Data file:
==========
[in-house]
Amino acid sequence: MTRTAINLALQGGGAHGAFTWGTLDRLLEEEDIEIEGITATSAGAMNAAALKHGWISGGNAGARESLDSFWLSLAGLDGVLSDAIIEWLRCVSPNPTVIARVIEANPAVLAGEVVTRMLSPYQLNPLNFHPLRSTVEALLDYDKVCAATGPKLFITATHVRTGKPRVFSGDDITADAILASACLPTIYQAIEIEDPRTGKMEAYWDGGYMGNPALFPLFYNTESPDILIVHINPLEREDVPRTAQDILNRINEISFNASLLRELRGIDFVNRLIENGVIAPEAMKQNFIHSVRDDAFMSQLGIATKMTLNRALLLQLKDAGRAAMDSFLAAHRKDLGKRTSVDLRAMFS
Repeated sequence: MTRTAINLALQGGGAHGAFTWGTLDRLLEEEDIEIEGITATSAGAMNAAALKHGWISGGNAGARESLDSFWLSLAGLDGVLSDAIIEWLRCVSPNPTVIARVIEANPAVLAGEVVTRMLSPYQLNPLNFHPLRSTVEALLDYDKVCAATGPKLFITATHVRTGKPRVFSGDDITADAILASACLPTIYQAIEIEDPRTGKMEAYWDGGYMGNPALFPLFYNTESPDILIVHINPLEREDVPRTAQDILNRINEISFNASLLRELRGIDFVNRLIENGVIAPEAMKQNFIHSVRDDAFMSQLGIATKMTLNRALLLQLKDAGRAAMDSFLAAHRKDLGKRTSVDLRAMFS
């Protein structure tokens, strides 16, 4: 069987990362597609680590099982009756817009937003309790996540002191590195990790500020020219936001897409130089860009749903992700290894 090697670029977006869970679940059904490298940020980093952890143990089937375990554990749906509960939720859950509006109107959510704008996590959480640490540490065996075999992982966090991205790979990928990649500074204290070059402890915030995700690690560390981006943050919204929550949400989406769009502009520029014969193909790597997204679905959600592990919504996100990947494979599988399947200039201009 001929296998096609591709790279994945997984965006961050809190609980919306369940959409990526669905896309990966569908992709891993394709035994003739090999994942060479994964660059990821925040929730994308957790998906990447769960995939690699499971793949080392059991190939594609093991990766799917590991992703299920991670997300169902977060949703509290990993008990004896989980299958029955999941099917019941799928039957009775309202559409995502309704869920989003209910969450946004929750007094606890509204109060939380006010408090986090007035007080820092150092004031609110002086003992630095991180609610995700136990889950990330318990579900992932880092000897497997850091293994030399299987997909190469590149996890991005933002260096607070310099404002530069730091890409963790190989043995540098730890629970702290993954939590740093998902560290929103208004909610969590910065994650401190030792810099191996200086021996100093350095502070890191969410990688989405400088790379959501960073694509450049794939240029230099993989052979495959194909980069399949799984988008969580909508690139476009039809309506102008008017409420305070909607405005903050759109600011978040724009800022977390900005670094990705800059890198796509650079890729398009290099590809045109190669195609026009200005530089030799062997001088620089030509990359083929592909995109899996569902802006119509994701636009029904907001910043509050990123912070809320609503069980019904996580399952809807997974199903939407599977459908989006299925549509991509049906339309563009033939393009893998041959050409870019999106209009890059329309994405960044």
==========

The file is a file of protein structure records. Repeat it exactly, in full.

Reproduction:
[in-house]
Amino acid sequence: MTRTAINLALQGGGAHGAFTWGTLDRLLEEEDIEIEGITATSAGAMNAAALKHGWISGGNAGARESLDSFWLSLAGLDGVLSDAIIEWLRCVSPNPTVIARVIEANPAVLAGEVVTRMLSPYQLNPLNFHPLRSTVEALLDYDKVCAATGPKLFITATHVRTGKPRVFSGDDITADAILASACLPTIYQAIEIEDPRTGKMEAYWDGGYMGNPALFPLFYNTESPDILIVHINPLEREDVPRTAQDILNRINEISFNASLLRELRGIDFVNRLIENGVIAPEAMKQNFIHSVRDDAFMSQLGIATKMTLNRALLLQLKDAGRAAMDSFLAAHRKDLGKRTSVDLRAMFS
Repeated sequence: MTRTAINLALQGGGAHGAFTWGTLDRLLEEEDIEIEGITATSAGAMNAAALKHGWISGGNAGARESLDSFWLSLAGLDGVLSDAIIEWLRCVSPNPTVIARVIEANPAVLAGEVVTRMLSPYQLNPLNFHPLRSTVEALLDYDKVCAATGPKLFITATHVRTGKPRVFSGDDITADAILASACLPTIYQAIEIEDPRTGKMEAYWDGGYMGNPALFPLFYNTESPDILIVHINPLEREDVPRTAQDILNRINEISFNASLLRELRGIDFVNRLIENGVIAPEAMKQNFIHSVRDDAFMSQLGIATKMTLNRALLLQLKDAGRAAMDSFLAAHRKDLGKRTSVDLRAMFS
């Protein structure tokens, strides 16, 4: 069987990362597609680590099982009756817009937003309790996540002191590195990790500020020219936001897409130089860009749903992700290894 090697670029977006869970679940059904490298940020980093952890143990089937375990554990749906509960939720859950509006109107959510704008996590959480640490540490065996075999992982966090991205790979990928990649500074204290070059402890915030995700690690560390981006943050919204929550949400989406769009502009520029014969193909790597997204679905959600592990919504996100990947494979599988399947200039201009 001929296998096609591709790279994945997984965006961050809190609980919306369940959409990526669905896309990966569908992709891993394709035994003739090999994942060479994964660059990821925040929730994308957790998906990447769960995939690699499971793949080392059991190939594609093991990766799917590991992703299920991670997300169902977060949703509290990993008990004896989980299958029955999941099917019941799928039957009775309202559409995502309704869920989003209910969450946004929750007094606890509204109060939380006010408090986090007035007080820092150092004031609110002086003992630095991180609610995700136990889950990330318990579900992932880092000897497997850091293994030399299987997909190469590149996890991005933002260096607070310099404002530069730091890409963790190989043995540098730890629970702290993954939590740093998902560290929103208004909610969590910065994650401190030792810099191996200086021996100093350095502070890191969410990688989405400088790379959501960073694509450049794939240029230099993989052979495959194909980069399949799984988008969580909508690139476009039809309506102008008017409420305070909607405005903050759109600011978040724009800022977390900005670094990705800059890198796509650079890729398009290099590809045109190669195609026009200005530089030799062997001088620089030509990359083929592909995109899996569902802006119509994701636009029904907001910043509050990123912070809320609503069980019904996580399952809807997974199903939407599977459908989006299925549509991509049906339309563009033939393009893998041959050409870019999106209009890059329309994405960044």